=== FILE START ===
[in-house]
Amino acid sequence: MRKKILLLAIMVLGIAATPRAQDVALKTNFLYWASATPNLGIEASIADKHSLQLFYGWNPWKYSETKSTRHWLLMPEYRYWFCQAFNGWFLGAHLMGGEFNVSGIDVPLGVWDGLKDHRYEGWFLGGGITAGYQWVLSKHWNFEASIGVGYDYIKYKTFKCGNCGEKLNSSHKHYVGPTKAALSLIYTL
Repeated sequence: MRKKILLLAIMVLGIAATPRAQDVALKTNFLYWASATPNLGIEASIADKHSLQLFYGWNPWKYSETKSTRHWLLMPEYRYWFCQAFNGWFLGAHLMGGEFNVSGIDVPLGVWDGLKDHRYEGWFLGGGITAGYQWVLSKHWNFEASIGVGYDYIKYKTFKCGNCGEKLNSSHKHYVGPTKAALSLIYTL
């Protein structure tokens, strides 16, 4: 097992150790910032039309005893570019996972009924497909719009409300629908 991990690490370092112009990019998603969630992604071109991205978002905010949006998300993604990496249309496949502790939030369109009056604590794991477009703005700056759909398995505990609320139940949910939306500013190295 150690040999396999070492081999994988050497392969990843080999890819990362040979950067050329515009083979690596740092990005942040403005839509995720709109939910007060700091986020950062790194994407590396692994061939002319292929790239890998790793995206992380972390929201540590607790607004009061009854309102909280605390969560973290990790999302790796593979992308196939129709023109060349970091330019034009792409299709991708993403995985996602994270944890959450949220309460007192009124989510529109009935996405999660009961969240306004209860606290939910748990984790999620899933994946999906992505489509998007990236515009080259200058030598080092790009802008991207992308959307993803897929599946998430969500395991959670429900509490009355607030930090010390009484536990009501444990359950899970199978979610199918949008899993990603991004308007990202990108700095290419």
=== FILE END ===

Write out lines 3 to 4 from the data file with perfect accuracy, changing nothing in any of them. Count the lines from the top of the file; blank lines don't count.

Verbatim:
Repeated sequence: MRKKILLLAIMVLGIAATPRAQDVALKTNFLYWASATPNLGIEASIADKHSLQLFYGWNPWKYSETKSTRHWLLMPEYRYWFCQAFNGWFLGAHLMGGEFNVSGIDVPLGVWDGLKDHRYEGWFLGGGITAGYQWVLSKHWNFEASIGVGYDYIKYKTFKCGNCGEKLNSSHKHYVGPTKAALSLIYTL
């Protein structure tokens, strides 16, 4: 097992150790910032039309005893570019996972009924497909719009409300629908 991990690490370092112009990019998603969630992604071109991205978002905010949006998300993604990496249309496949502790939030369109009056604590794991477009703005700056759909398995505990609320139940949910939306500013190295 150690040999396999070492081999994988050497392969990843080999890819990362040979950067050329515009083979690596740092990005942040403005839509995720709109939910007060700091986020950062790194994407590396692994061939002319292929790239890998790793995206992380972390929201540590607790607004009061009854309102909280605390969560973290990790999302790796593979992308196939129709023109060349970091330019034009792409299709991708993403995985996602994270944890959450949220309460007192009124989510529109009935996405999660009961969240306004209860606290939910748990984790999620899933994946999906992505489509998007990236515009080259200058030598080092790009802008991207992308959307993803897929599946998430969500395991959670429900509490009355607030930090010390009484536990009501444990359950899970199978979610199918949008899993990603991004308007990202990108700095290419």